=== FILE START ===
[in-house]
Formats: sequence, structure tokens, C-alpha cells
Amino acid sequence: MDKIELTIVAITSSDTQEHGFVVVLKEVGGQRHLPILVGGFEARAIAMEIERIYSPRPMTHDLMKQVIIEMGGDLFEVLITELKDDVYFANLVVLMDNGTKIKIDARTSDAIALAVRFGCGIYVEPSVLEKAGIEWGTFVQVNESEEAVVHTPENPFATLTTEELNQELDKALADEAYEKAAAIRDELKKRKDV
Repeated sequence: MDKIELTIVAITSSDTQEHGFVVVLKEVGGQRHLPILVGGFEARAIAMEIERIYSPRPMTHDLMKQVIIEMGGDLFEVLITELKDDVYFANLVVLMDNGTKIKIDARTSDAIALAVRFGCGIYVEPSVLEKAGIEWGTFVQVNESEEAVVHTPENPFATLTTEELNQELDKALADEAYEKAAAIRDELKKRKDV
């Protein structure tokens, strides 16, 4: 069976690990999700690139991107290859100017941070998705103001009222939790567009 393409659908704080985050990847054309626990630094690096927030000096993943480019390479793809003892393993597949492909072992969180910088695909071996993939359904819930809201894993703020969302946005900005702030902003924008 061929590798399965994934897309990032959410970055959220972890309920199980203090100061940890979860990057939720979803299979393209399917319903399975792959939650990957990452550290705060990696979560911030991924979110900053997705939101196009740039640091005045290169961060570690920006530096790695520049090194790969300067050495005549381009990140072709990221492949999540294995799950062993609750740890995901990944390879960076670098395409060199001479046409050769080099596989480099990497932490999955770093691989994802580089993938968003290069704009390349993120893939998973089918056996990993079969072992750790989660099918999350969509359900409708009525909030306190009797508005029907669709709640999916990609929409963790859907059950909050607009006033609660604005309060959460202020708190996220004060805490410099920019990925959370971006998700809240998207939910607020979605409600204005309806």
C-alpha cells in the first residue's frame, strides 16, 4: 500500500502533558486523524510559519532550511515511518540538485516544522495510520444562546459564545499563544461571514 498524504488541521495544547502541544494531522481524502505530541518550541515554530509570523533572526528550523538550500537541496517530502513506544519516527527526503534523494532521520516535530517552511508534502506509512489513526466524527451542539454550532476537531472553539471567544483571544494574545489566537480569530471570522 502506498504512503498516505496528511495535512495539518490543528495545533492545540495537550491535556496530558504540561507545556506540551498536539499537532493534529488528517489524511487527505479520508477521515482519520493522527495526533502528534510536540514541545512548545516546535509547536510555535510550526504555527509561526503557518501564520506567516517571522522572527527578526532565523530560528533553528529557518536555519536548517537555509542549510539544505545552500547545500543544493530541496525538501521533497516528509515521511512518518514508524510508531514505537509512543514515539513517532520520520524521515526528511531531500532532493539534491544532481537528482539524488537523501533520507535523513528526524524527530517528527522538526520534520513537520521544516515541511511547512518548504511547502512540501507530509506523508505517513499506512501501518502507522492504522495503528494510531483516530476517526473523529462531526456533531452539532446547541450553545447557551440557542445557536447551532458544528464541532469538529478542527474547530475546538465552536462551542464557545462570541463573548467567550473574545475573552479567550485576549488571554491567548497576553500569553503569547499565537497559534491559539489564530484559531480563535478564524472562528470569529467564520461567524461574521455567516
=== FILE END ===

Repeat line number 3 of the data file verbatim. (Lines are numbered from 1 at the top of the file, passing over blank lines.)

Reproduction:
Amino acid sequence: MDKIELTIVAITSSDTQEHGFVVVLKEVGGQRHLPILVGGFEARAIAMEIERIYSPRPMTHDLMKQVIIEMGGDLFEVLITELKDDVYFANLVVLMDNGTKIKIDARTSDAIALAVRFGCGIYVEPSVLEKAGIEWGTFVQVNESEEAVVHTPENPFATLTTEELNQELDKALADEAYEKAAAIRDELKKRKDV